2018 Executive Jury Spotlight: Kathy Delaney

Kathy Delaney

Global Chief Creative Officer
Publicis  Health

2018 Global Awards Executive Jury member Kathy Delaney is Global Chief Creative Officer for Publicis Health, based at Saatchi & Saatchi Wellness, NY. She uses her bold creative vision to tell compelling human-centric stories that promote health and wellness while creating strong results for the agency’s clients.

Kathy’s passion for creating and overseeing integrated campaigns that outperform business objectives has influenced clients across the wellness, fashion, fitness, and beauty industries. IKEA, Tommy Hilfiger, J&J, Revlon, Reebok, Pfizer, Novartis, Starwood Hotels, ConAgra, Kraft, and Unilever are a few of the clients her work has positively impacted.

In 2014, Kathy served as President of the Health & Wellness Jury at the inaugural Cannes Lions Health, ushering in a new era of recognition for creativity in health and wellness communications. Named one of “The Most Creative Women in Advertising” by Business Insider, her work has been recognized by Clios, One Show, Effies, Graphis, MM&M’s, Communication Arts, W3s, Art Directors Club, Andys, and Cannes Lions. In 2018, Kathy was inducted into the MM&M Hall of Femme and named an HBA Luminary.

What do you find thrilling about the industry now that may have been different 5 years ago?

I love seeing meaningful brand voices activating across HCP, consumer and the wellness space. It continues to be siloed at so many other agencies and still siloed in some client’s minds. Fulfilling the fully integrated HCP/consumer promise is what’s different and exciting about the industry today, and keeping the promise of integration is what a place like Publicis Health supports and enable us to do—with data, with tech and, most importantly, with empathy and ideas. Also, being able to immerse ourselves in social now is thrilling. The walls are coming down, and as more and more brands figure out how quickly it can positively impact their success (and how quickly to course correct, if it’s a miss), clients are becoming braver and braver.

Health & Wellness and Pharma, although allied in many ways, can be described as totally different disciplines. There has definitely been a push in recent years for people to not only avoid illness the best they can, but also to be well and live their best life. Where do you see both disciplines going, both short and long term?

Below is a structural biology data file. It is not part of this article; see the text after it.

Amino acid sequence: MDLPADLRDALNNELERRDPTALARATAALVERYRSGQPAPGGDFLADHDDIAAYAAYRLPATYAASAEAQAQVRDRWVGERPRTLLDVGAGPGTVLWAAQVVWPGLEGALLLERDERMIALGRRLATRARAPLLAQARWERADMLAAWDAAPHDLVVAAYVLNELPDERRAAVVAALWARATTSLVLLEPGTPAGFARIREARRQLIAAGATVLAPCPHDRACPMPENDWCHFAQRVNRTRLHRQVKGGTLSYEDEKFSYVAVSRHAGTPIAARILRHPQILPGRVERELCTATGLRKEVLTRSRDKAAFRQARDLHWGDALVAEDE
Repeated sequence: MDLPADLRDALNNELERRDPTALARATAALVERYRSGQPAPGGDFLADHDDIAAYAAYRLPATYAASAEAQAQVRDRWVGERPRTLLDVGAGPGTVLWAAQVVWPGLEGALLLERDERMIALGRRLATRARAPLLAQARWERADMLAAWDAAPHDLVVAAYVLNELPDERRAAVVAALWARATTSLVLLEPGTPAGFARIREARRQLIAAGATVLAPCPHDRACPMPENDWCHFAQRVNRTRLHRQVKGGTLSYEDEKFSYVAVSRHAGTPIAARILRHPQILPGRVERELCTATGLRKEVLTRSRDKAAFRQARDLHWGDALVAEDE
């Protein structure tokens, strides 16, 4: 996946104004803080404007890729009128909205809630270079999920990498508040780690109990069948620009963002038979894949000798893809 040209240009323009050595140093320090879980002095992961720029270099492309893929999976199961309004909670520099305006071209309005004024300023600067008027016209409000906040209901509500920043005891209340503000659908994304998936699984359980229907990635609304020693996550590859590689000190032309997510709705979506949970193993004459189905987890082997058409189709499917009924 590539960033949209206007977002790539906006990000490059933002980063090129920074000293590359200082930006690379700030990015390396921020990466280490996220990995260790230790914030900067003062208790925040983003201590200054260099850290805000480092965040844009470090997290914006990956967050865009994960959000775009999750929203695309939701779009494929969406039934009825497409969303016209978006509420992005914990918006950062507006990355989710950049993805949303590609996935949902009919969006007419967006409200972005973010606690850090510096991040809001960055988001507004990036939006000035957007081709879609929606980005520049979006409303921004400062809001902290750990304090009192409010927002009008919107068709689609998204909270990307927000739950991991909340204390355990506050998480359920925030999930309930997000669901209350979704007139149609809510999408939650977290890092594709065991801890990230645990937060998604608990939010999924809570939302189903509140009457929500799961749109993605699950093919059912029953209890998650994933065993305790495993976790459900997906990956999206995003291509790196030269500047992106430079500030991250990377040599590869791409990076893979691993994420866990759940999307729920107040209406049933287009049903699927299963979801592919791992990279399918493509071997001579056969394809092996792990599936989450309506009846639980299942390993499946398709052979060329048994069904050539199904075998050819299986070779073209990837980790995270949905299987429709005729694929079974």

The days of just selling a pill or a medicine are over. Treatments for illnesses—big and small—need to wrap themselves in a much more holistic wellness message. That means preventative messaging, lifestyle messaging, just overall going beyond and before the pill to ensure that people are not just coping with an illness but improving every aspect of their health in every way they can. Also understanding that supplying patient services is not a “should do” but is a “must do.” As consumers continue to become more knowledgeable and more aware than ever before about what they put on and into their bodies and how that effects their health, these consumers want wellness brands to be legit from a science and ingredient perspective. It’s interesting and exciting to me how both sides want a bit of what the other has, which affords plenty of opportunities for both pharma and wellness brands.

What is on the horizon for the industry in general and what do you see emerging more in the next few years?

There are so many exciting uses for VR in the health and wellness space that are emerging. We’re seeing everything from VR experiences that help get kids through chemo treatments and beyond. Telemedicine is also on the cusp of becoming huge. I also think we are going to see a return of the doctor/patient relationship. The human touch is more important than ever in healthcare as we continue to become more and more digitized and automated. 

you could work pro bono for a brand, foundation, or organization in your field who would it be and why? 

Wow, we work with so many and I only wish we could take on more! We work with Crossroads Communities Homeless Shelter and Soup Kitchen to combat hunger, which is a huge problem right here on our doorstep. We continue to tackle the huge, political, and terrifying issue of gun violence that we face in this country. So many are trying to make a difference, but we have an enormous road ahead. We are working with the National Alliance on Mental Illness (NAMI) right now to create an awareness campaign around mental illness and suicide. Another very misunderstood and polarizing topic that must be de-stigmatized to get better. Opioid addiction, having recently lost a young nephew to an overdose, now tops my list of issues that as a society we have to come together and solve. Just heartbreaking and there’s not enough awareness and warnings around the addictive and life-threatening properties of opioids and how easy it is to fall victim to addiction.

Why did you choose to work in the field of healthcare and wellness advertising?  Did you fall into it or seek it out?  And what did you find when you got there that you didn’t expect.

I was drawn to this industry after many years of working in the general marketing space. I spent years on great brands like IKEA and Snapple, Revlon and Kraft, etc., and I adored working on these iconic brands. But I found within health and wellness, there is much more of a clear purpose for me and for the brands that live in this space. There’s the unique ability to create meaningful human social impact, as well as drive business. And to innovate within a category that is designed to better lives. That’s what I signed up for. That’s what I get up for.